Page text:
The story of a very dysfunctional family and what happens when the parents divorce. Eve (Geraldine Page) and Arthur (EG Marshall) are a 60-something couple, recently separated. They have three adult daughters - Renata (Diane Keaton), Joey (Mary Beth Hurt) and Flyn (Kristin Griffith). Renata is a poet and is married to Frederick (Richard Jordan). Joey is (reluctantly) in advertising and is married to Mike (Sam Waterston). Flyn is a film and TV actress. Eve is an incredibly negative woman and this has had a toxic effect on her children. This results in stifling, unsupportive relationships and joyless lives.Written by
In the church, Eve knocks over a table of candles and broken glass is heard as they clatter to the floor. But as she leaves, there's not one candle on the ground. See more »
I had dropped out of law school when I met Eve. She was very beautiful, very pale and cool in her black dress with never anything more than a single strand of pearls. And distant. Always poised and distant. At the time the girls were born it was all so perfect, so ordered. Looking back, of course, it was rigid. The truth is she created a world around us that we existed in, where everything had its place, where there was always a kind of harmony. Great dignity. I will say, it was ...
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Casting director Juliet Taylor's name is spelled Juilet Taylor in the credits. See more »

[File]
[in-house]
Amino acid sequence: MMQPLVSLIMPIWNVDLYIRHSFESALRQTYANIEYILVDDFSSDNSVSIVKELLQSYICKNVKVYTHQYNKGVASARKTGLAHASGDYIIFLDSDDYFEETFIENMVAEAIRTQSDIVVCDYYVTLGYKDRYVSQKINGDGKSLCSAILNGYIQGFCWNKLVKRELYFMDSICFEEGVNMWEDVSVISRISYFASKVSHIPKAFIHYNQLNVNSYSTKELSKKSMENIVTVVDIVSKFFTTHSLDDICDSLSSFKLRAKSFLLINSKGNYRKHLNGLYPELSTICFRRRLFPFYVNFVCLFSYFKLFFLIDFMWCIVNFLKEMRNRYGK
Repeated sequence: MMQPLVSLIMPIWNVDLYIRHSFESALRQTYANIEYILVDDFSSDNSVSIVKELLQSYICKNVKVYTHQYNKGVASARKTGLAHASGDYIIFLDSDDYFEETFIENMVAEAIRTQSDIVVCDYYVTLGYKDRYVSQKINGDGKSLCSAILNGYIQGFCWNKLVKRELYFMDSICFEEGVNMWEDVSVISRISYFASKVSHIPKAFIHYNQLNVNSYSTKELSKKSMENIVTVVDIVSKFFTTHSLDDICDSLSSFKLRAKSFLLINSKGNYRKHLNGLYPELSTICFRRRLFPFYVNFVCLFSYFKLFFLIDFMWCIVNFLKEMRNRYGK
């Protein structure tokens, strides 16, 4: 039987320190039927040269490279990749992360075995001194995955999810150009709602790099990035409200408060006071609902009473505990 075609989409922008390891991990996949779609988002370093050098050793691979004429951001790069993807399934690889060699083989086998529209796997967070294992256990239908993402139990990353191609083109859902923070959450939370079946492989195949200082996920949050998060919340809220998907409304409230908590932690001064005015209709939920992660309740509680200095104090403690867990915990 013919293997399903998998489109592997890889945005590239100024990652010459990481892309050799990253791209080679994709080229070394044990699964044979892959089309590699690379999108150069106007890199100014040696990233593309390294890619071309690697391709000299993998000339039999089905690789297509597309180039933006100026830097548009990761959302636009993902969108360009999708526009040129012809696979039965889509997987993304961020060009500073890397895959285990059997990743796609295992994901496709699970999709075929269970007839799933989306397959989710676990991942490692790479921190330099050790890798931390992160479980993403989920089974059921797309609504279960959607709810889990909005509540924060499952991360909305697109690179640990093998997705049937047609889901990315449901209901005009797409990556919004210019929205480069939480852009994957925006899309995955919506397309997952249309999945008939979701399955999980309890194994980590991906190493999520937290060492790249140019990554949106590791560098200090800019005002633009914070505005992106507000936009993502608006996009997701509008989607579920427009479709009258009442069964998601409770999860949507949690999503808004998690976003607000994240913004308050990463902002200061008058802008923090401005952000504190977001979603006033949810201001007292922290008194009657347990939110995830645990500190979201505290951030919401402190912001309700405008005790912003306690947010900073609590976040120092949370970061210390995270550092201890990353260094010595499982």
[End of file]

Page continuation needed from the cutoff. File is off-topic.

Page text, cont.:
This is one of those films that when you recommend, you should also warn.It is a very mature work about a very sick and warped family. It is also a very beautifully realized piece of filmmaking. The only real complaint I have about it is that it wasn't recorded in stereo or surround. Since Woody Allen is deaf in one ear, I guess he doesn't care. Thank God, he isn't color blind. Geraldine Page is absolutely devastating as the suffocating wife as she creates the woman of limited imagination and total self importance who strangles the joy of living out of her immediate family. She is a pathetic villain whose sick arrogance is the bane of every one she touches with her sterile iciness. This is a cautionary tale about what mental illness can do if left unchecked and untreated. It is also Woody Allen doing Bergman like Stanley Donen doing Hitchcock in Charade, not a lesser film than Bergman, just an American take on the same kind of situation. Bergman is not as good as Bergman. Every Good filmmaker gets elevated to such outrageous levels of hype in this disturbingly stupid era of 100 best lists that a lot of very good movies get ignored and filmmakers of previous eras are treated like trash, so that a self promoting cretin like Tarantino whose films are all style and absolutely zero substance can be lionized by a bunch of film school educated idiotic critics. This is not a must see, but it is an important film for the film scholar. As much as Enchanted April is life affirming, this one is life threatening. Talked to death has never been done better.
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